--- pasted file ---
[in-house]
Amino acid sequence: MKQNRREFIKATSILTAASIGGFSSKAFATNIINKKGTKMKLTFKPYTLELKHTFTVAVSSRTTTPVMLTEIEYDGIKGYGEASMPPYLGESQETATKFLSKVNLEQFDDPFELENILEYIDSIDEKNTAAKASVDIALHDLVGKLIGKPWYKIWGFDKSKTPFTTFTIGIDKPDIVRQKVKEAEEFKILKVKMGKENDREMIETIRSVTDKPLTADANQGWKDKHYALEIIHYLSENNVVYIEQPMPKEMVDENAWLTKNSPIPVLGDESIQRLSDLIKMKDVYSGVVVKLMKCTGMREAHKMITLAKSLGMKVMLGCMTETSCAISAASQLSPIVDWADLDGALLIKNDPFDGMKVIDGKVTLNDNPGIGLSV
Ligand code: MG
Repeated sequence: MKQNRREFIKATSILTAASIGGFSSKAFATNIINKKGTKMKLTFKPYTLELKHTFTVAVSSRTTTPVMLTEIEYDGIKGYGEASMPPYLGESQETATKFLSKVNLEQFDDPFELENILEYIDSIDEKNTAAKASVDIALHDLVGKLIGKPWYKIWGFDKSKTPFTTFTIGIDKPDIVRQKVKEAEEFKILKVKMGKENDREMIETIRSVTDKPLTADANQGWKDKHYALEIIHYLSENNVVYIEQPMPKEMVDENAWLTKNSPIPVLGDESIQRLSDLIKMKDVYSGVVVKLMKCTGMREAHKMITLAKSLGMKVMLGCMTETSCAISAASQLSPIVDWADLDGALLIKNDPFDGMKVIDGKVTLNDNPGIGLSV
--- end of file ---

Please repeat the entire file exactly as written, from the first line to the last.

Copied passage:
[in-house]
Amino acid sequence: MKQNRREFIKATSILTAASIGGFSSKAFATNIINKKGTKMKLTFKPYTLELKHTFTVAVSSRTTTPVMLTEIEYDGIKGYGEASMPPYLGESQETATKFLSKVNLEQFDDPFELENILEYIDSIDEKNTAAKASVDIALHDLVGKLIGKPWYKIWGFDKSKTPFTTFTIGIDKPDIVRQKVKEAEEFKILKVKMGKENDREMIETIRSVTDKPLTADANQGWKDKHYALEIIHYLSENNVVYIEQPMPKEMVDENAWLTKNSPIPVLGDESIQRLSDLIKMKDVYSGVVVKLMKCTGMREAHKMITLAKSLGMKVMLGCMTETSCAISAASQLSPIVDWADLDGALLIKNDPFDGMKVIDGKVTLNDNPGIGLSV
Ligand code: MG
Repeated sequence: MKQNRREFIKATSILTAASIGGFSSKAFATNIINKKGTKMKLTFKPYTLELKHTFTVAVSSRTTTPVMLTEIEYDGIKGYGEASMPPYLGESQETATKFLSKVNLEQFDDPFELENILEYIDSIDEKNTAAKASVDIALHDLVGKLIGKPWYKIWGFDKSKTPFTTFTIGIDKPDIVRQKVKEAEEFKILKVKMGKENDREMIETIRSVTDKPLTADANQGWKDKHYALEIIHYLSENNVVYIEQPMPKEMVDENAWLTKNSPIPVLGDESIQRLSDLIKMKDVYSGVVVKLMKCTGMREAHKMITLAKSLGMKVMLGCMTETSCAISAASQLSPIVDWADLDGALLIKNDPFDGMKVIDGKVTLNDNPGIGLSV